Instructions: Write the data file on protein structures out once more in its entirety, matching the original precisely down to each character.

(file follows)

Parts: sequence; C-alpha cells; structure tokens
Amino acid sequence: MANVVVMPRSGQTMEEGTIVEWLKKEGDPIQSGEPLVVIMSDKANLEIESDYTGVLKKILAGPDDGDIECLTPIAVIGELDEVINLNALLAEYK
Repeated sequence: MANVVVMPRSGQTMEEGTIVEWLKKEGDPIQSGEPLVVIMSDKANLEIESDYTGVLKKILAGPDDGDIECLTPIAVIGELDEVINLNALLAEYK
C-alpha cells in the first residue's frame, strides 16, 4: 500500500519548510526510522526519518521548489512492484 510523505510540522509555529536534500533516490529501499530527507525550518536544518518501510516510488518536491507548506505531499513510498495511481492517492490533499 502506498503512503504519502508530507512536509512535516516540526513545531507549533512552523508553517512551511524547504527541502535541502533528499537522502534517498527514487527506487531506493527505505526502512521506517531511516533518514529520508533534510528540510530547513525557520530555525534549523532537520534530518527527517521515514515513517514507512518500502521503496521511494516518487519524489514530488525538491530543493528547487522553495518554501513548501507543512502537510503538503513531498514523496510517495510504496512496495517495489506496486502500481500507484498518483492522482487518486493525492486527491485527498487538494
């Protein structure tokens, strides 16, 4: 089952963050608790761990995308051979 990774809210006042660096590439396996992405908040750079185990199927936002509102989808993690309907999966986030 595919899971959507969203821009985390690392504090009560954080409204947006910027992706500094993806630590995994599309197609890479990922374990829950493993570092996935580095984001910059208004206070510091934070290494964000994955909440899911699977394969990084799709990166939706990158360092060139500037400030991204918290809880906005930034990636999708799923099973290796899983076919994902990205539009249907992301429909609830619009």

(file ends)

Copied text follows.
Parts: sequence; C-alpha cells; structure tokens
Amino acid sequence: MANVVVMPRSGQTMEEGTIVEWLKKEGDPIQSGEPLVVIMSDKANLEIESDYTGVLKKILAGPDDGDIECLTPIAVIGELDEVINLNALLAEYK
Repeated sequence: MANVVVMPRSGQTMEEGTIVEWLKKEGDPIQSGEPLVVIMSDKANLEIESDYTGVLKKILAGPDDGDIECLTPIAVIGELDEVINLNALLAEYK
C-alpha cells in the first residue's frame, strides 16, 4: 500500500519548510526510522526519518521548489512492484 510523505510540522509555529536534500533516490529501499530527507525550518536544518518501510516510488518536491507548506505531499513510498495511481492517492490533499 502506498503512503504519502508530507512536509512535516516540526513545531507549533512552523508553517512551511524547504527541502535541502533528499537522502534517498527514487527506487531506493527505505526502512521506517531511516533518514529520508533534510528540510530547513525557520530555525534549523532537520534530518527527517521515514515513517514507512518500502521503496521511494516518487519524489514530488525538491530543493528547487522553495518554501513548501507543512502537510503538503513531498514523496510517495510504496512496495517495489506496486502500481500507484498518483492522482487518486493525492486527491485527498487538494
């Protein structure tokens, strides 16, 4: 089952963050608790761990995308051979 990774809210006042660096590439396996992405908040750079185990199927936002509102989808993690309907999966986030 595919899971959507969203821009985390690392504090009560954080409204947006910027992706500094993806630590995994599309197609890479990922374990829950493993570092996935580095984001910059208004206070510091934070290494964000994955909440899911699977394969990084799709990166939706990158360092060139500037400030991204918290809880906005930034990636999708799923099973290796899983076919994902990205539009249907992301429909609830619009």